The Supreme Court has provided some guidance for determining what constitutes “a matter of public concern.” For example, they have stated that “public concern is something that is a subject of legitimate news interest; that is, a subject of general interest and of value and concern to the public at the time of publication.” City of San Diego, Cal., 543 U.S. at 83–84, 125 S.Ct. 521.[viii] [emphasis added]
The court then noted that the officer’s tattoos in the case at hand were a matter of “personal expression” on the part of the officers, rather than speech “on a matter of public concern.” Further, the officers were not acting as citizens when they sought to display their tattoos; rather, they wanted to display them while on-duty, which is a time when a government official’s speech may be subject to some restrictions.
However, for the sake of argument, the district court also analyzed the case at hand as if the officers, with their tattoos, were speaking on a matter of public concern, in order to determine if the balancing test from Pickering would weigh in the government’s favor, being mindful that even if the speech is a matter of public concern, the government may still restrict the speech if it is necessary to promote the efficiency of the public services it seeks to perform through it’s employees. The court stated
However, even if this Court were to find that the tattoos constituted citizen speech on matters of public concern, as the City has assumed for purposes of its motion to dismiss, the balance substantially weighs in favor of the City as outlined below.
Assuming Plaintiffs were citizens commenting on matters of public concern, then the test articulated in Pickering requires the Court to “arrive at a balance between the interests of the [employee], as a citizen, in commenting upon matters of public concern and the interest[s] of the State, as an employer, in promoting the efficiency of the public services it performs through its employees.” Pickering, 391 U.S. at 568, 88 S.Ct. 1731. In this case, the City’s interest in maintaining a professional and uniform police force substantially outweighs Plaintiffs’ interests in personal expression through the display of their tattoos while on-duty. Police officers have the difficult responsibility of ensuring public safety and maintaining order among the populous. See Volkman v. Ryker, 736 F.3d 1084, 1092 (7th Cir.2013) (citing Kokkinis v. Ivkovich, 185 F.3d 840, 845 (7th Cir.1999) ). In order to achieve these goals, the public must trust and respect the police officers charged with this difficult duty. Due to a tattoo’s unique character, if this Court allowed on-duty police officers to display their tattoos, we would undermine the CPD’s ability to maintain the public’s trust and respect, which would negatively impact the CPD’s ability to ensure safety and order.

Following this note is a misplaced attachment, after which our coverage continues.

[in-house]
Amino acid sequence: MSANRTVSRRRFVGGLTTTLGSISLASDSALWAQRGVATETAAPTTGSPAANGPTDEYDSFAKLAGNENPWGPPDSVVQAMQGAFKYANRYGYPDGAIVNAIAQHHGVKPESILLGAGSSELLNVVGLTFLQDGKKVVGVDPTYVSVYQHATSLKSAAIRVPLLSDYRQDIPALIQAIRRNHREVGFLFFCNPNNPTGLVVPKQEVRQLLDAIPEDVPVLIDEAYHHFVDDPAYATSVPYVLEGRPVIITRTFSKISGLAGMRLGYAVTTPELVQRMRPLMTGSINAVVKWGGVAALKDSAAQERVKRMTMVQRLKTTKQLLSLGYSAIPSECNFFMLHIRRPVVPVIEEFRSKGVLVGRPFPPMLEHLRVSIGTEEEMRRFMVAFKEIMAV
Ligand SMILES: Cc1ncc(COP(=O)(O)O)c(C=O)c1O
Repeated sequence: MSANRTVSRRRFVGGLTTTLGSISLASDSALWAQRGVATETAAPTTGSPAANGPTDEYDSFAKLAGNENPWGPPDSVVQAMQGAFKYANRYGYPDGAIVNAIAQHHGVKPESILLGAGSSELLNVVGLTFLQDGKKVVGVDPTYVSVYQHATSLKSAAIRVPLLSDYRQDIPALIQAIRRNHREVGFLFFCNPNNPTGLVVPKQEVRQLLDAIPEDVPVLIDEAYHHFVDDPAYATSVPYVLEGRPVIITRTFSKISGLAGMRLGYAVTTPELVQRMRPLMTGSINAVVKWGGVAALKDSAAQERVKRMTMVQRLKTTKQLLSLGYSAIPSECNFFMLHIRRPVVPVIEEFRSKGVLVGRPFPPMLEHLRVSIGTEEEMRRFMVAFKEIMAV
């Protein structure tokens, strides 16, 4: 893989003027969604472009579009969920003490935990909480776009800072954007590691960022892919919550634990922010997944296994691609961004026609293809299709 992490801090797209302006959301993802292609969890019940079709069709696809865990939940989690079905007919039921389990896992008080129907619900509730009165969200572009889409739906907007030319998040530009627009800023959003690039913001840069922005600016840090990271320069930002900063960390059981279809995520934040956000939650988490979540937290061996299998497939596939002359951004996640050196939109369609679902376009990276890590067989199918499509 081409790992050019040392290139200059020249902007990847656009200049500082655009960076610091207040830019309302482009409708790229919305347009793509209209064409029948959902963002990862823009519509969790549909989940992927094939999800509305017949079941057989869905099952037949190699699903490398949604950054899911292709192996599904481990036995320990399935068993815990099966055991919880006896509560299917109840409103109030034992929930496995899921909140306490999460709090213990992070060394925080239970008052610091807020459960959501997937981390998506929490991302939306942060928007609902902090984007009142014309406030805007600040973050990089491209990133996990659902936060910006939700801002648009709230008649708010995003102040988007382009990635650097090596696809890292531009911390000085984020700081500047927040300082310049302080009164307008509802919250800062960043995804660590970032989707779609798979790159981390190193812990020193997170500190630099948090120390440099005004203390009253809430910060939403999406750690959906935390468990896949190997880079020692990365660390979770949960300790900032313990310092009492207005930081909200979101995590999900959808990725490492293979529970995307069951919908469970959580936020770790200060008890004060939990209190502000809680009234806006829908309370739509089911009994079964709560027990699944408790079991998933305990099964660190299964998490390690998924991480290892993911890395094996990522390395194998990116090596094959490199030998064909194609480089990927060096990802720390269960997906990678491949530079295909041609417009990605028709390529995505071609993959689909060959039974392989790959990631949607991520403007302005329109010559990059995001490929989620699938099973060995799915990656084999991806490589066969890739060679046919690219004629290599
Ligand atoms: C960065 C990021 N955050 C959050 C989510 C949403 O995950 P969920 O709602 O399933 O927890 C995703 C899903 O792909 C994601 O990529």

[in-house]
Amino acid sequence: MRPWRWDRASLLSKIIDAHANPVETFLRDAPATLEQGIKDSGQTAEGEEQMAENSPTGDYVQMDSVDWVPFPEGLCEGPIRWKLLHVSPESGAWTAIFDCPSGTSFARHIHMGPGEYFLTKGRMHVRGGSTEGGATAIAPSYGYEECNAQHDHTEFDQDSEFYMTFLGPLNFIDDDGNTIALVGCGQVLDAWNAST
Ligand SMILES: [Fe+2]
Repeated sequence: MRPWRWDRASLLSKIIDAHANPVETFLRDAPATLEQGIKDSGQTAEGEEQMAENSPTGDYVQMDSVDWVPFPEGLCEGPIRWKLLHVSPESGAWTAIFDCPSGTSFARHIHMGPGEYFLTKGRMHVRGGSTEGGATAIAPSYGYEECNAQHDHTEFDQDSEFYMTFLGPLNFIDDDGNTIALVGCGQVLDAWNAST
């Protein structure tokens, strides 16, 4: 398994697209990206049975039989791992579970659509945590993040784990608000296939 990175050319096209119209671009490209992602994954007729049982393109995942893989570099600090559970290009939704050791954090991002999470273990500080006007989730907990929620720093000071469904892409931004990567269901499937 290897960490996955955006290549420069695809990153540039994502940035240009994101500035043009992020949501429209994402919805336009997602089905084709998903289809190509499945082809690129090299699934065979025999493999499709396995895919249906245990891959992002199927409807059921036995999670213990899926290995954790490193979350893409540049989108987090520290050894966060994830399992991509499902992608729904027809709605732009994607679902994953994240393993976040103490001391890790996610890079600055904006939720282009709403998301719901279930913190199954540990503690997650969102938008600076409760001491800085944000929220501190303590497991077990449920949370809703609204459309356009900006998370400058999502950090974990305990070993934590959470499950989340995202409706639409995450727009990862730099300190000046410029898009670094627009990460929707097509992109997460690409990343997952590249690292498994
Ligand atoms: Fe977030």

Tattoos, as a form of personal expression, are frequently symbolic in nature. These symbols are often displayed without the use of words, which typically convey precise thoughts and meanings. Consequently, a tattoo’s symbolic nature allows a viewer to attribute any particular meaning to that symbol. As such, the meaning of a single symbol can be easily misinterpreted.[ix] [emphasis added]
Thus, because a tattoo can be misinterpreted or be subject to different meanings by different people, the court held that requiring the officers to cover their tattoos while on-duty did was permissible under the Pickering test. Specifically, the district court held
[T]he Court finds that an on-duty police officer’s public display of any tattoo imaginable may, among other things, cause members of the public to question whether allegiance to their welfare and safety is paramount. Thus, the CPD’s interest in ensuring that professionalism and uniformity is maintained, in an effort to allow the CPD to efficiently conduct its affairs, substantially outweighs Plaintiffs’ interests in personal expression by way of displaying their tattoos while on-duty.[x]
The court then set out to analyze the case at hand under the NTEU standard. The court first stated
In NTEU, the speech took place outside the workplace, the speech addressed matters of public concern, the speech restriction was a “wholesale deterrent to a broad category of expression by a massive number of potential speakers,” and the speech had little, if any, “adverse impact on the efficiency” of the employees’ workplace. 513 U.S. at 465, 467, 115 S.Ct. 1003.[xi] [emphasis added]
At the outset, the court noted that NTEU did not apply because the speech at issue (display of the tattoos on-duty) was not taking place outside of the workplace. Rather, the officers were allowed to display their tattoos while off-duty. As such, NTEU did not apply in this case.
The district court then granted the City’s motion and dismissed the suit.
[i] 144 F.Supp.3d 984 (N.D. Ill. 2015)
[ii] Id. at 985-986
[iii] 391 U.S. 563 (1968)
[iv] Medici at 987
[v] 513 U.S. 454 (1995)
[vi] Medici at 987
[viii] Id. at 988
[x] Id. at 989